SpaceX’s giant Starship vehicle could be ready for its second liftoff in a few months, according to company founder and CEO Elon Musk.
The 394-foot-tall (120 m) Starship – the largest and most powerful rocket ever built – launched on its maiden flight on April 20, taking off from Starbase, SpaceX’s site on the Gulf Coast of south Texas.
The purpose of the flight was to send Starship’s upper stage on a partial trip around Earth, with a targeted Pacific Ocean splashdown near Hawaii approximately 90 minutes after liftoff. However, the end came much sooner than that: Starship encountered several problems that prompted SpaceX to engage the vehicle’s Flight Termination System (FTS), which destroyed the vehicle four minutes after launch.
Nevertheless, SpaceX declared the test flight a success, noting that Starship took off well from the ground and eventually reached a maximum altitude of 24 miles (39 kilometers).
“Basically, the result was roughly what I expected, and maybe a little bit higher than my expectations,” Musk said in a post-mortem of the launch Saturday night (April 29) on Twitter Space.
Starship’s first stage boosters, known as the Super Heavy, caused some damage at the starbase on April 20, blasting a large crater beneath the site’s orbital launch mount along with its 33 Raptor engines. (Thirty Raptors, rather; the vehicle’s flight software shut down three engines immediately after detecting problems with them, Musk said Saturday.)
Liftoff also kicked up a huge cloud of debris, which rained down on the surrounding area.
“The debris is really just basically sand and rock, so it’s not toxic or anything,” Elon Musk said Saturday night. “It’s essentially like a sandstorm — basically a man-made sandstorm. But we don’t want that to happen again.”
And SpaceX is taking measures to prevent a recurrence, he said. The company plans to replace the eroded concrete under Starbase’s orbital launch mount with a reinforced steel plate that will spray water to combat the super heavy’s powerful exhaust.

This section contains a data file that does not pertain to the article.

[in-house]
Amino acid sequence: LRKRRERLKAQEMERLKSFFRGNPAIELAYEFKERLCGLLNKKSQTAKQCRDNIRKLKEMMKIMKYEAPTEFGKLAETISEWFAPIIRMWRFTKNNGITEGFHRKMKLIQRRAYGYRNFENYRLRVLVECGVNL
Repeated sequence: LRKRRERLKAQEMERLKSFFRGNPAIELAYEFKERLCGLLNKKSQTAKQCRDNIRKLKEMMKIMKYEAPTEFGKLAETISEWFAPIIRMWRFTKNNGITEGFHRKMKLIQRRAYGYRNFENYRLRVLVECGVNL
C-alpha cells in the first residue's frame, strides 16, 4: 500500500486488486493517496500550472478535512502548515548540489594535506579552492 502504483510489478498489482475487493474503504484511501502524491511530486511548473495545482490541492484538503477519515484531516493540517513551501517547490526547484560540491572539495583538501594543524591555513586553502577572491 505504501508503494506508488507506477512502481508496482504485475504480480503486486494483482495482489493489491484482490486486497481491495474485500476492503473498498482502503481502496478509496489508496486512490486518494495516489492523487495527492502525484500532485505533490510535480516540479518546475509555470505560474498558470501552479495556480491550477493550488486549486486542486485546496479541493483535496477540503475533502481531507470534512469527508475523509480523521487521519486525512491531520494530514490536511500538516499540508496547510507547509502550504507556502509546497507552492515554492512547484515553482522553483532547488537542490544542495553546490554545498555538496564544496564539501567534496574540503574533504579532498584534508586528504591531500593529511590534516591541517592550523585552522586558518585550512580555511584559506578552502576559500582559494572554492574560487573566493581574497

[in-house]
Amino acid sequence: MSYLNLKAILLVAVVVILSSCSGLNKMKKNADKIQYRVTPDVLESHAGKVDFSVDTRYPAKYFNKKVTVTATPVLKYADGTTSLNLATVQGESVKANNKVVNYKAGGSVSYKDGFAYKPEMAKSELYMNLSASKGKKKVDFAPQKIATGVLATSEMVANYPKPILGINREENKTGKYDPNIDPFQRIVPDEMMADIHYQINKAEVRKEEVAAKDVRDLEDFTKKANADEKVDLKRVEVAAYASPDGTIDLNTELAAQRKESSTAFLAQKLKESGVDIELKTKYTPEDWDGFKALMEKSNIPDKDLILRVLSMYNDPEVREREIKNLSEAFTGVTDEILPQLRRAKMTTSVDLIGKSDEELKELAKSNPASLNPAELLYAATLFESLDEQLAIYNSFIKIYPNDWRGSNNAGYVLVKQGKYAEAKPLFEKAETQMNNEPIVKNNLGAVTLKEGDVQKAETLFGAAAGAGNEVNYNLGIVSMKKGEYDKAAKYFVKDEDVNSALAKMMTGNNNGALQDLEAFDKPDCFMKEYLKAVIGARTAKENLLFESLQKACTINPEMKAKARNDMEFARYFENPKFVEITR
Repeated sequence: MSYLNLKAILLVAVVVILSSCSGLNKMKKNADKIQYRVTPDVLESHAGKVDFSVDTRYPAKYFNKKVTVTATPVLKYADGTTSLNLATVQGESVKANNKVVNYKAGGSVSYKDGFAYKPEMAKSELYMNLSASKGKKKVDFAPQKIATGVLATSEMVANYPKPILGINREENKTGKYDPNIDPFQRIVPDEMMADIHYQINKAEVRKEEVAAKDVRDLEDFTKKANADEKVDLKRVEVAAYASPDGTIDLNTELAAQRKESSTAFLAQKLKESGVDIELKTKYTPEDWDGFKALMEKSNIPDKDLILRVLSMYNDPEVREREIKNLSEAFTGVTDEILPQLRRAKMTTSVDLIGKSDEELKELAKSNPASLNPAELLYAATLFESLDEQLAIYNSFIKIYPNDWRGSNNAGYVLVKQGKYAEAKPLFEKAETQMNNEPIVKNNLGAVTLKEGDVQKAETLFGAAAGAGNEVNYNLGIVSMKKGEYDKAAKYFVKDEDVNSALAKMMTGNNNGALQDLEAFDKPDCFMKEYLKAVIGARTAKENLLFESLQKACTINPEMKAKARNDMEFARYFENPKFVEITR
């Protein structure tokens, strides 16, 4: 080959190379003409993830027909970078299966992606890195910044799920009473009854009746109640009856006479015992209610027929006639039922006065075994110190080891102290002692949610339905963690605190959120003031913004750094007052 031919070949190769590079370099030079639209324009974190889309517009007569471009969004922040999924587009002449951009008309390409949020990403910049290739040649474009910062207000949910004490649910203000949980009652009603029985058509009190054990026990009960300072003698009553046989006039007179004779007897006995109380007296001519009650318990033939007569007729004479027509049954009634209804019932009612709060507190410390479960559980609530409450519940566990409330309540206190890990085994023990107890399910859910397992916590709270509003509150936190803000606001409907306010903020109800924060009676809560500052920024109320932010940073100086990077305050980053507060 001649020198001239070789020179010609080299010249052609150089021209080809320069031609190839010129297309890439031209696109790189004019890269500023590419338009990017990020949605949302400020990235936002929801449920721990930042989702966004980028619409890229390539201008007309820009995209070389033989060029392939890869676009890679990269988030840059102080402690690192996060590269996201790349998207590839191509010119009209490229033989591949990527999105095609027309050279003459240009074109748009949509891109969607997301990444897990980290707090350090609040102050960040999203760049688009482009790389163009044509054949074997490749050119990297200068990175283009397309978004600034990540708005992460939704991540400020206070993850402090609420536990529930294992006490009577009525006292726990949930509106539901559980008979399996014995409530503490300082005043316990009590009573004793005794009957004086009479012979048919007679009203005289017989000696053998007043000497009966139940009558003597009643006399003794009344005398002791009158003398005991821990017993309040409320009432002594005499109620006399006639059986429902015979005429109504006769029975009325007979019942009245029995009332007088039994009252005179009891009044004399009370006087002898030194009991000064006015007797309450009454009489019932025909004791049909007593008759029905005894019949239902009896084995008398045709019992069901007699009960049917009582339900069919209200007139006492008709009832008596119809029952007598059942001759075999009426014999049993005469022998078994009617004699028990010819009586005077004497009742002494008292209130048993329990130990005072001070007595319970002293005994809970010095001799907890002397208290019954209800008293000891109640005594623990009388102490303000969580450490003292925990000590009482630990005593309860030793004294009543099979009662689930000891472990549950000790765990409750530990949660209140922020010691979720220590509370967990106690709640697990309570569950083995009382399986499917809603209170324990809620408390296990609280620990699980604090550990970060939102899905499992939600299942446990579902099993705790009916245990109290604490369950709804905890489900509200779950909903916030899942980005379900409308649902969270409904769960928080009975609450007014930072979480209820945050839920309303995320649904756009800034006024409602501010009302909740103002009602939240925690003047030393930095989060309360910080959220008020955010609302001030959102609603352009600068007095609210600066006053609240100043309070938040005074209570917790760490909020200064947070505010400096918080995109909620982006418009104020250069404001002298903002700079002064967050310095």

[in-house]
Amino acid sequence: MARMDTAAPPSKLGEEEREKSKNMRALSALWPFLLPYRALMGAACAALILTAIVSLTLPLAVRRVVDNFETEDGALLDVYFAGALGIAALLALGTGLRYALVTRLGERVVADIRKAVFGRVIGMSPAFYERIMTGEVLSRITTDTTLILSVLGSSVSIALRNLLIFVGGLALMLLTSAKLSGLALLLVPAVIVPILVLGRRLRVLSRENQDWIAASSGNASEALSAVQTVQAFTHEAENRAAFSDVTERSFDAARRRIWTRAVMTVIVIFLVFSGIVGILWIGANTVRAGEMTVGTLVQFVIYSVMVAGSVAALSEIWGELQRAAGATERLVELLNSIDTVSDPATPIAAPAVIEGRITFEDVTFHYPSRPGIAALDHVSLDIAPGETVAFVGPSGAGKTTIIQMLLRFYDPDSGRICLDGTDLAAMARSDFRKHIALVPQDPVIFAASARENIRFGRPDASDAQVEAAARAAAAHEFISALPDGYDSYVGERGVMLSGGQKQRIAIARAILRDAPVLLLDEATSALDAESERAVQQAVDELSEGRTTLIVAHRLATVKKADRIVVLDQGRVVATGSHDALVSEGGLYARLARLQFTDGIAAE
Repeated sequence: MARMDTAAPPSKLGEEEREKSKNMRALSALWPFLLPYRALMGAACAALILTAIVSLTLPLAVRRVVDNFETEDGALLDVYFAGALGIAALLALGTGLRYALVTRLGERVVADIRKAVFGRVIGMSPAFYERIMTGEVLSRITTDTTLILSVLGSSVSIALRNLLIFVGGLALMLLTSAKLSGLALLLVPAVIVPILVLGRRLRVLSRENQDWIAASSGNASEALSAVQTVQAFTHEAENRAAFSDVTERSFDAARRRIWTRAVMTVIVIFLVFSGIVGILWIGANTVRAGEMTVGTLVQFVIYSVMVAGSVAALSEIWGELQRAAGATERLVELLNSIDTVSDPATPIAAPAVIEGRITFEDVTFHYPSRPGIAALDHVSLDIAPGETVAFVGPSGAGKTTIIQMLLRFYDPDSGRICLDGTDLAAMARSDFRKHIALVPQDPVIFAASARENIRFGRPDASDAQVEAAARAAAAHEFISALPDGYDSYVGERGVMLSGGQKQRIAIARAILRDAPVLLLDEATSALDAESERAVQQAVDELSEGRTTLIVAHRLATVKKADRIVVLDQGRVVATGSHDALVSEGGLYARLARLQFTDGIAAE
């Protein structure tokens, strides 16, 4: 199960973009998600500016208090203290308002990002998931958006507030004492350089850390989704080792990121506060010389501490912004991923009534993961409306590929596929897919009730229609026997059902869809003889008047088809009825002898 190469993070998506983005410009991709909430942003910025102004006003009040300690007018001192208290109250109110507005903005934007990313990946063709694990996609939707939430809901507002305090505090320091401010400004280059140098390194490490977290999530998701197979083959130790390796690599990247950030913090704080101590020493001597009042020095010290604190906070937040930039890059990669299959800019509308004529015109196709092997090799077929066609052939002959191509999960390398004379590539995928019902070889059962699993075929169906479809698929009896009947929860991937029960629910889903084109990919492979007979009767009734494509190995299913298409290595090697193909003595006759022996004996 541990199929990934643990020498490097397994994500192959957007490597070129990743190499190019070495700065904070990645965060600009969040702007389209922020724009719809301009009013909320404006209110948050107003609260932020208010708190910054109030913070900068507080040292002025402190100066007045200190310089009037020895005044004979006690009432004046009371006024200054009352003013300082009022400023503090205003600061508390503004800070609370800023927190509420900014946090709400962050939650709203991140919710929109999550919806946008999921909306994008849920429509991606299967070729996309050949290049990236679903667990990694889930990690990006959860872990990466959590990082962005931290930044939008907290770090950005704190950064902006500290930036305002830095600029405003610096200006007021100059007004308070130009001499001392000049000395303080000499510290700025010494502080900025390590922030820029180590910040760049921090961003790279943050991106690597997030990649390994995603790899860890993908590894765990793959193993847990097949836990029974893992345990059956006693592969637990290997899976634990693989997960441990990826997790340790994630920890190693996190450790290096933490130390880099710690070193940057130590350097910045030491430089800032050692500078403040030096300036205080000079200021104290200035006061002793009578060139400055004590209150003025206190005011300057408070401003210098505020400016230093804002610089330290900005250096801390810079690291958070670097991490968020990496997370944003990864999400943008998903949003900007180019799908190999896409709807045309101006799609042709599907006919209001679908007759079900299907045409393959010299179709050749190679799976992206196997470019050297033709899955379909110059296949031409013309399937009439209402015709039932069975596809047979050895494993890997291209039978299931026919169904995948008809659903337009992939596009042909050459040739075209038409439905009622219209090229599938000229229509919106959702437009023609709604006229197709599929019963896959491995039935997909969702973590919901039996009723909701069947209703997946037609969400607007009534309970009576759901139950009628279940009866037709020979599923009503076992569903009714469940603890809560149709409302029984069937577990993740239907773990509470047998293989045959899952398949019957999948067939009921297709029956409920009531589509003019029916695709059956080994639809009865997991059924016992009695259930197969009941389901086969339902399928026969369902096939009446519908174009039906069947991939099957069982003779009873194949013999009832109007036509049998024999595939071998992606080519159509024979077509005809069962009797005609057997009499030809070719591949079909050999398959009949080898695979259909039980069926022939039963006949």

The new system is “basically a water-jacketed sandwich of two layers of plate steel that’s also perforated on the upper side,” Musk said, comparing it to a “massive, super-strong steel shower head pointing up.” ” happened.”
The billionaire entrepreneur said the launch pad and the next Starship vehicle should be ready to launch in six to eight weeks. The next mission will have the same basic goal as the first – to take the Starship’s 165-foot-tall (50 m) upper stage around Earth, and bring it down near Hawaii.
However, technical preparation is only part of the picture. SpaceX will also have to secure another launch license for the US from the Federal Aviation Administration, which is currently conducting an investigation with SpaceX about what actually happened on the April 20 launch.
That probe likely looked into Starship’s FTS after the system did not function exactly as planned during the first launch: 40 seconds elapsed between issuing the self-destruct command and detonating over the Gulf of Mexico. , Musk said.
“The object with the longest lead is probably going to need a flight termination system,” Musk said during Saturday’s Twitter SpaceTalk. “It’s clearly something we want to make sure before we move forward with the next flight.”
”SpaceX should be ready to launch its giant Starship vehicle again just six to eight weeks from now, Elon Musk said”